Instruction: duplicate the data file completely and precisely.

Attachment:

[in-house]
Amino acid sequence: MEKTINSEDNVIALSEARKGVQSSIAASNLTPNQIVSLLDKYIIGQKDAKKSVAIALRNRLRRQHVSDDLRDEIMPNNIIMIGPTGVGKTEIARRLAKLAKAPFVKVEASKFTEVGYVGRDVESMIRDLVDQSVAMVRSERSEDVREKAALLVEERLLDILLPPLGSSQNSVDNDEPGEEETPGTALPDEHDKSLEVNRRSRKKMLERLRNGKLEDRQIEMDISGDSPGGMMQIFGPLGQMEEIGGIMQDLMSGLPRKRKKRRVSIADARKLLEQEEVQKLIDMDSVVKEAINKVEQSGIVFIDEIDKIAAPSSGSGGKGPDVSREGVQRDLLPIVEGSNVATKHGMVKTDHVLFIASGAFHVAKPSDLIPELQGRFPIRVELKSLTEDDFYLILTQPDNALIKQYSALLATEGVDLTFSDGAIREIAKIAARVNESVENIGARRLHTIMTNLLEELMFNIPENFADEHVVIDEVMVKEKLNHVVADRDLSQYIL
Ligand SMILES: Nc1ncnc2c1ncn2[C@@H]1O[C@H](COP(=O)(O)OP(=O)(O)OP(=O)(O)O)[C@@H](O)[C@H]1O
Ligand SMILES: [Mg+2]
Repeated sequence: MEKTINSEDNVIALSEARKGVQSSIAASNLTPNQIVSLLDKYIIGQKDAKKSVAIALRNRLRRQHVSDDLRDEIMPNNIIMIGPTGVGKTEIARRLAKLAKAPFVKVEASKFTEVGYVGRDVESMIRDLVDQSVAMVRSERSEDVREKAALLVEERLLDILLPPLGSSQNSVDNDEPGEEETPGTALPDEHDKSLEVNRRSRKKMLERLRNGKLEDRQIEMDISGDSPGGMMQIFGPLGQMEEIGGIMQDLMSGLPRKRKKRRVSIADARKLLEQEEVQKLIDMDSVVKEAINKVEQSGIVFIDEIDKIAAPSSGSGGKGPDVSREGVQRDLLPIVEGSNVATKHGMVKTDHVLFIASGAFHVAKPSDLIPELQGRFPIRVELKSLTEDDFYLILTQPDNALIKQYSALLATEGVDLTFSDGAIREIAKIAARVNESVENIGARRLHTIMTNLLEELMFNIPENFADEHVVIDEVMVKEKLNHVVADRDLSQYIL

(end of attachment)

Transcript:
[in-house]
Amino acid sequence: MEKTINSEDNVIALSEARKGVQSSIAASNLTPNQIVSLLDKYIIGQKDAKKSVAIALRNRLRRQHVSDDLRDEIMPNNIIMIGPTGVGKTEIARRLAKLAKAPFVKVEASKFTEVGYVGRDVESMIRDLVDQSVAMVRSERSEDVREKAALLVEERLLDILLPPLGSSQNSVDNDEPGEEETPGTALPDEHDKSLEVNRRSRKKMLERLRNGKLEDRQIEMDISGDSPGGMMQIFGPLGQMEEIGGIMQDLMSGLPRKRKKRRVSIADARKLLEQEEVQKLIDMDSVVKEAINKVEQSGIVFIDEIDKIAAPSSGSGGKGPDVSREGVQRDLLPIVEGSNVATKHGMVKTDHVLFIASGAFHVAKPSDLIPELQGRFPIRVELKSLTEDDFYLILTQPDNALIKQYSALLATEGVDLTFSDGAIREIAKIAARVNESVENIGARRLHTIMTNLLEELMFNIPENFADEHVVIDEVMVKEKLNHVVADRDLSQYIL
Ligand SMILES: Nc1ncnc2c1ncn2[C@@H]1O[C@H](COP(=O)(O)OP(=O)(O)OP(=O)(O)O)[C@@H](O)[C@H]1O
Ligand SMILES: [Mg+2]
Repeated sequence: MEKTINSEDNVIALSEARKGVQSSIAASNLTPNQIVSLLDKYIIGQKDAKKSVAIALRNRLRRQHVSDDLRDEIMPNNIIMIGPTGVGKTEIARRLAKLAKAPFVKVEASKFTEVGYVGRDVESMIRDLVDQSVAMVRSERSEDVREKAALLVEERLLDILLPPLGSSQNSVDNDEPGEEETPGTALPDEHDKSLEVNRRSRKKMLERLRNGKLEDRQIEMDISGDSPGGMMQIFGPLGQMEEIGGIMQDLMSGLPRKRKKRRVSIADARKLLEQEEVQKLIDMDSVVKEAINKVEQSGIVFIDEIDKIAAPSSGSGGKGPDVSREGVQRDLLPIVEGSNVATKHGMVKTDHVLFIASGAFHVAKPSDLIPELQGRFPIRVELKSLTEDDFYLILTQPDNALIKQYSALLATEGVDLTFSDGAIREIAKIAARVNESVENIGARRLHTIMTNLLEELMFNIPENFADEHVVIDEVMVKEKLNHVVADRDLSQYIL